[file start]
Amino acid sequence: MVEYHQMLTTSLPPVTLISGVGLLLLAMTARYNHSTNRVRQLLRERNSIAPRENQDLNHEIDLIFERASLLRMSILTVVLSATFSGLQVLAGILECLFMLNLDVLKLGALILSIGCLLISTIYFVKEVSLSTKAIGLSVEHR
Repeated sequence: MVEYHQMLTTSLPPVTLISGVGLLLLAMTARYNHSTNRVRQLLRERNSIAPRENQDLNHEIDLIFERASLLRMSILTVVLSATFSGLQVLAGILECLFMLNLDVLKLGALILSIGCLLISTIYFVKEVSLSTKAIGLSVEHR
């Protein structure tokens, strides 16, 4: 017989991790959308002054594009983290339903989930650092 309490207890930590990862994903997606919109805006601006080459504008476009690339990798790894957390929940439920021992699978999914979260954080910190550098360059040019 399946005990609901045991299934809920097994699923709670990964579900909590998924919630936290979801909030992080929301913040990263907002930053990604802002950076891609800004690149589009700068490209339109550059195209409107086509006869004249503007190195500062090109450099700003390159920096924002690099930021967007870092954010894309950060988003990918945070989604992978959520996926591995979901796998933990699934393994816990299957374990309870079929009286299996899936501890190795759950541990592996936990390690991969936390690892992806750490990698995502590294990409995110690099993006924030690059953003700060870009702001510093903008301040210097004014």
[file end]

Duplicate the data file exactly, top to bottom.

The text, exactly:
Amino acid sequence: MVEYHQMLTTSLPPVTLISGVGLLLLAMTARYNHSTNRVRQLLRERNSIAPRENQDLNHEIDLIFERASLLRMSILTVVLSATFSGLQVLAGILECLFMLNLDVLKLGALILSIGCLLISTIYFVKEVSLSTKAIGLSVEHR
Repeated sequence: MVEYHQMLTTSLPPVTLISGVGLLLLAMTARYNHSTNRVRQLLRERNSIAPRENQDLNHEIDLIFERASLLRMSILTVVLSATFSGLQVLAGILECLFMLNLDVLKLGALILSIGCLLISTIYFVKEVSLSTKAIGLSVEHR
């Protein structure tokens, strides 16, 4: 017989991790959308002054594009983290339903989930650092 309490207890930590990862994903997606919109805006601006080459504008476009690339990798790894957390929940439920021992699978999914979260954080910190550098360059040019 399946005990609901045991299934809920097994699923709670990964579900909590998924919630936290979801909030992080929301913040990263907002930053990604802002950076891609800004690149589009700068490209339109550059195209409107086509006869004249503007190195500062090109450099700003390159920096924002690099930021967007870092954010894309950060988003990918945070989604992978959520996926591995979901796998933990699934393994816990299957374990309870079929009286299996899936501890190795759950541990592996936990390690991969936390690892992806750490990698995502590294990409995110690099993006924030690059953003700060870009702001510093903008301040210097004014």